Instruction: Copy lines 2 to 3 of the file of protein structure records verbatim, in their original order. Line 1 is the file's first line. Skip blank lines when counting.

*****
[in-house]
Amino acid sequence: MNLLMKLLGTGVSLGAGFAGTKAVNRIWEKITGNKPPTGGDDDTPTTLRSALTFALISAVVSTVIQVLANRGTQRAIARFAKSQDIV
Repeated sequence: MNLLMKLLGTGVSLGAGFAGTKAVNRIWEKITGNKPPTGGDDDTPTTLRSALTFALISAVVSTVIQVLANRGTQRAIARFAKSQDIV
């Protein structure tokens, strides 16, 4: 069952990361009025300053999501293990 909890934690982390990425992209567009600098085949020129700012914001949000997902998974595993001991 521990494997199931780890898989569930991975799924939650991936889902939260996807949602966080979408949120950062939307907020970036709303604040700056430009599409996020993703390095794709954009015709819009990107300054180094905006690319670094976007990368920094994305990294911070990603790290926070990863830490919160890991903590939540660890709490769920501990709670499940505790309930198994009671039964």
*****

Amino acid sequence: MNLLMKLLGTGVSLGAGFAGTKAVNRIWEKITGNKPPTGGDDDTPTTLRSALTFALISAVVSTVIQVLANRGTQRAIARFAKSQDIV
Repeated sequence: MNLLMKLLGTGVSLGAGFAGTKAVNRIWEKITGNKPPTGGDDDTPTTLRSALTFALISAVVSTVIQVLANRGTQRAIARFAKSQDIV